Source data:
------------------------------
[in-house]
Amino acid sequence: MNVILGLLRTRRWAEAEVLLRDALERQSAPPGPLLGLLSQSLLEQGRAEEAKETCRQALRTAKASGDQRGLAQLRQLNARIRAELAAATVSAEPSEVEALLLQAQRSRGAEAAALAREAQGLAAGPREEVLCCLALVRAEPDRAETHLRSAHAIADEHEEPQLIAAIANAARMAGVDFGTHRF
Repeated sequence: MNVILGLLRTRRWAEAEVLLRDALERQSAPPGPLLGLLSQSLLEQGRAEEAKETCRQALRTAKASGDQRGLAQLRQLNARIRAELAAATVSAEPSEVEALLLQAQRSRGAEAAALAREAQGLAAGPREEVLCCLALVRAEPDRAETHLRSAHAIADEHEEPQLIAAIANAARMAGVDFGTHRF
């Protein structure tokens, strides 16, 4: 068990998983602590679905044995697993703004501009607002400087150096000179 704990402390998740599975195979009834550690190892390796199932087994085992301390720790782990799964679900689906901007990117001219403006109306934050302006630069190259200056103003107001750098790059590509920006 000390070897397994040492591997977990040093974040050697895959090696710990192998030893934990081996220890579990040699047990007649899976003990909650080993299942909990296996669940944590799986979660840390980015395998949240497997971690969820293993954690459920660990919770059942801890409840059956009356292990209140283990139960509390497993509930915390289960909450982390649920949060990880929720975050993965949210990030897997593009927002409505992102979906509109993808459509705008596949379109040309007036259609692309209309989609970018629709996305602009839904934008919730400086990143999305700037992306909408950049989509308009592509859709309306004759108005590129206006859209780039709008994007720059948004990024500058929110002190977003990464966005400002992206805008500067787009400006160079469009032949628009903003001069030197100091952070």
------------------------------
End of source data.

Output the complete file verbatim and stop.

[in-house]
Amino acid sequence: MNVILGLLRTRRWAEAEVLLRDALERQSAPPGPLLGLLSQSLLEQGRAEEAKETCRQALRTAKASGDQRGLAQLRQLNARIRAELAAATVSAEPSEVEALLLQAQRSRGAEAAALAREAQGLAAGPREEVLCCLALVRAEPDRAETHLRSAHAIADEHEEPQLIAAIANAARMAGVDFGTHRF
Repeated sequence: MNVILGLLRTRRWAEAEVLLRDALERQSAPPGPLLGLLSQSLLEQGRAEEAKETCRQALRTAKASGDQRGLAQLRQLNARIRAELAAATVSAEPSEVEALLLQAQRSRGAEAAALAREAQGLAAGPREEVLCCLALVRAEPDRAETHLRSAHAIADEHEEPQLIAAIANAARMAGVDFGTHRF
């Protein structure tokens, strides 16, 4: 068990998983602590679905044995697993703004501009607002400087150096000179 704990402390998740599975195979009834550690190892390796199932087994085992301390720790782990799964679900689906901007990117001219403006109306934050302006630069190259200056103003107001750098790059590509920006 000390070897397994040492591997977990040093974040050697895959090696710990192998030893934990081996220890579990040699047990007649899976003990909650080993299942909990296996669940944590799986979660840390980015395998949240497997971690969820293993954690459920660990919770059942801890409840059956009356292990209140283990139960509390497993509930915390289960909450982390649920949060990880929720975050993965949210990030897997593009927002409505992102979906509109993808459509705008596949379109040309007036259609692309209309989609970018629709996305602009839904934008919730400086990143999305700037992306909408950049989509308009592509859709309306004759108005590129206006859209780039709008994007720059948004990024500058929110002190977003990464966005400002992206805008500067787009400006160079469009032949628009903003001069030197100091952070």